“Not Worth Hiding” is the lead single from Alex the Astronaut’s second EP, See You Soon. It drops October 6th via her own label, Minkowski Records.

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Baby in Vain – “Low Life” (Copenhagen, Denmark)

RIYL: Wolf Alice, Warpaint, PJ Harvey

NOTE: if you’re unable to stream the single, Spotify link is here.

Look out world, here come Baby in Vain, Denmark’s next great export. If you don’t believe us, ask the fine folks at Partisan Records, who will be releasing the indie-rock trio’s debut album, More Nothing, on Friday. But instead of creating upbeat, blistering fare, Lola Hammerich, Benedicte Pierleoni and Andrea Thuesen are creating starker and more brooding songs. Take for instance the LP’s lead single, “Low Life”.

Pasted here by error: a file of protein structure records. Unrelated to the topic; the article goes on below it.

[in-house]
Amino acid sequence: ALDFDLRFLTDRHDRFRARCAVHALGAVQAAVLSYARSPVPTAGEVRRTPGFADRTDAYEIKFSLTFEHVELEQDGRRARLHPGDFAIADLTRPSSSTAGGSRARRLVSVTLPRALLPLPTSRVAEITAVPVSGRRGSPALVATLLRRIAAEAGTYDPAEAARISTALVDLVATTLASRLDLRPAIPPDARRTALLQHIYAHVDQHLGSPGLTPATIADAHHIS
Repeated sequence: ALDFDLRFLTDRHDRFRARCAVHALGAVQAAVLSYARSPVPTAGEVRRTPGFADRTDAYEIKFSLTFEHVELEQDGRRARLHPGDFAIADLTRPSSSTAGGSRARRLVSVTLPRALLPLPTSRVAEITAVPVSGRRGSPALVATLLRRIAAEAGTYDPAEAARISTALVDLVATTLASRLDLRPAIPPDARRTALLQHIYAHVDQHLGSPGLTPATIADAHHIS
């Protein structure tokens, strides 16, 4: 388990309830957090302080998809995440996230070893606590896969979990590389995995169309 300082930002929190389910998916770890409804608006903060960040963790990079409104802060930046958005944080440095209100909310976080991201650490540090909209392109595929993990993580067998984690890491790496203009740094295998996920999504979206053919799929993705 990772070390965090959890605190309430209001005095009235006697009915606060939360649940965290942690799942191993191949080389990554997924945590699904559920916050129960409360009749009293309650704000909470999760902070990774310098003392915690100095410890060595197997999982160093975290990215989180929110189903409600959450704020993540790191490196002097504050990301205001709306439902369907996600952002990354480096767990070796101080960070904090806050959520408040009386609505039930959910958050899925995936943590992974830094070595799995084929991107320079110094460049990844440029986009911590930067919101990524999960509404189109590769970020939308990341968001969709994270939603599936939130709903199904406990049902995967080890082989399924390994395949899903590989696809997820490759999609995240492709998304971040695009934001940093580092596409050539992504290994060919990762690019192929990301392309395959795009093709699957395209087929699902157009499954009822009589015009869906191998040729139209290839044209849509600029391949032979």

The song is wonderfully sinister and cathartic. It merges the throbbing melodies of Wolf Alice with the dark ecstasies of PJ Harvey, and, as a result, each and every note feels like a punch to the gut. “Preoccupy my mind, there’s no time to waste”, Hammerich sings with a deadpan, emotionless delivery, which only adds to the song’s creepiness. But instead of shying away from their quiet ferocity, you become sucked in further and further into their bleak delirium. This, however, isn’t Wonderland. It’s more like Hades’ underworld, but something spectacularly enchanting exists within the darkness.